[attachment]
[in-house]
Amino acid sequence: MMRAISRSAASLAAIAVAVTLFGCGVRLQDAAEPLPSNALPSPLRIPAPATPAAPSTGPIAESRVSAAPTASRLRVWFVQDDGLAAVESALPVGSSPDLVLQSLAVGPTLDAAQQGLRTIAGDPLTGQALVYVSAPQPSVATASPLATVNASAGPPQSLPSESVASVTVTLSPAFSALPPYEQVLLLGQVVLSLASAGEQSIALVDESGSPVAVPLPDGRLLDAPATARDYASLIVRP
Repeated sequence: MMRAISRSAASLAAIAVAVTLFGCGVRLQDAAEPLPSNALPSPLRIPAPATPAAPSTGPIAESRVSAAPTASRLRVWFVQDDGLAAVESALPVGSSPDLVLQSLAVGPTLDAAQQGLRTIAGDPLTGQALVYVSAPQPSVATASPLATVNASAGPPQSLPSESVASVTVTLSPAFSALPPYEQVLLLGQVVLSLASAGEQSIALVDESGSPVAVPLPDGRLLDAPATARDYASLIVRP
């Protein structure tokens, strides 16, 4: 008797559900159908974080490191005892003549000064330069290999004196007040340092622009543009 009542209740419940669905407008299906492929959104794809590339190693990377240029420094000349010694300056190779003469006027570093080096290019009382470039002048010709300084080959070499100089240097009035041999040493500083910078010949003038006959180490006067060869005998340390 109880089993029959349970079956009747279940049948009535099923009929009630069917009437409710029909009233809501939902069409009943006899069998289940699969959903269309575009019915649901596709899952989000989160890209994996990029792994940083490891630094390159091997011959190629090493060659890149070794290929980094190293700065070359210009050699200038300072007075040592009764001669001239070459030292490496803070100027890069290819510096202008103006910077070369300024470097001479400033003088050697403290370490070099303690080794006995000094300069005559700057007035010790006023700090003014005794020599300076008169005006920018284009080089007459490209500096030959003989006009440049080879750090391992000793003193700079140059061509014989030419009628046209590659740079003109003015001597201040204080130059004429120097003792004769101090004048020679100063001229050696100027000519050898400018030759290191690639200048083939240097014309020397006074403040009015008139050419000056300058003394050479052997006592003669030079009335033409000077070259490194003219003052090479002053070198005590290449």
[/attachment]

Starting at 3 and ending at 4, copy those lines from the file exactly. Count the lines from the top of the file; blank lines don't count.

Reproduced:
Repeated sequence: MMRAISRSAASLAAIAVAVTLFGCGVRLQDAAEPLPSNALPSPLRIPAPATPAAPSTGPIAESRVSAAPTASRLRVWFVQDDGLAAVESALPVGSSPDLVLQSLAVGPTLDAAQQGLRTIAGDPLTGQALVYVSAPQPSVATASPLATVNASAGPPQSLPSESVASVTVTLSPAFSALPPYEQVLLLGQVVLSLASAGEQSIALVDESGSPVAVPLPDGRLLDAPATARDYASLIVRP
């Protein structure tokens, strides 16, 4: 008797559900159908974080490191005892003549000064330069290999004196007040340092622009543009 009542209740419940669905407008299906492929959104794809590339190693990377240029420094000349010694300056190779003469006027570093080096290019009382470039002048010709300084080959070499100089240097009035041999040493500083910078010949003038006959180490006067060869005998340390 109880089993029959349970079956009747279940049948009535099923009929009630069917009437409710029909009233809501939902069409009943006899069998289940699969959903269309575009019915649901596709899952989000989160890209994996990029792994940083490891630094390159091997011959190629090493060659890149070794290929980094190293700065070359210009050699200038300072007075040592009764001669001239070459030292490496803070100027890069290819510096202008103006910077070369300024470097001479400033003088050697403290370490070099303690080794006995000094300069005559700057007035010790006023700090003014005794020599300076008169005006920018284009080089007459490209500096030959003989006009440049080879750090391992000793003193700079140059061509014989030419009628046209590659740079003109003015001597201040204080130059004429120097003792004769101090004048020679100063001229050696100027000519050898400018030759290191690639200048083939240097014309020397006074403040009015008139050419000056300058003394050479052997006592003669030079009335033409000077070259490194003219003052090479002053070198005590290449």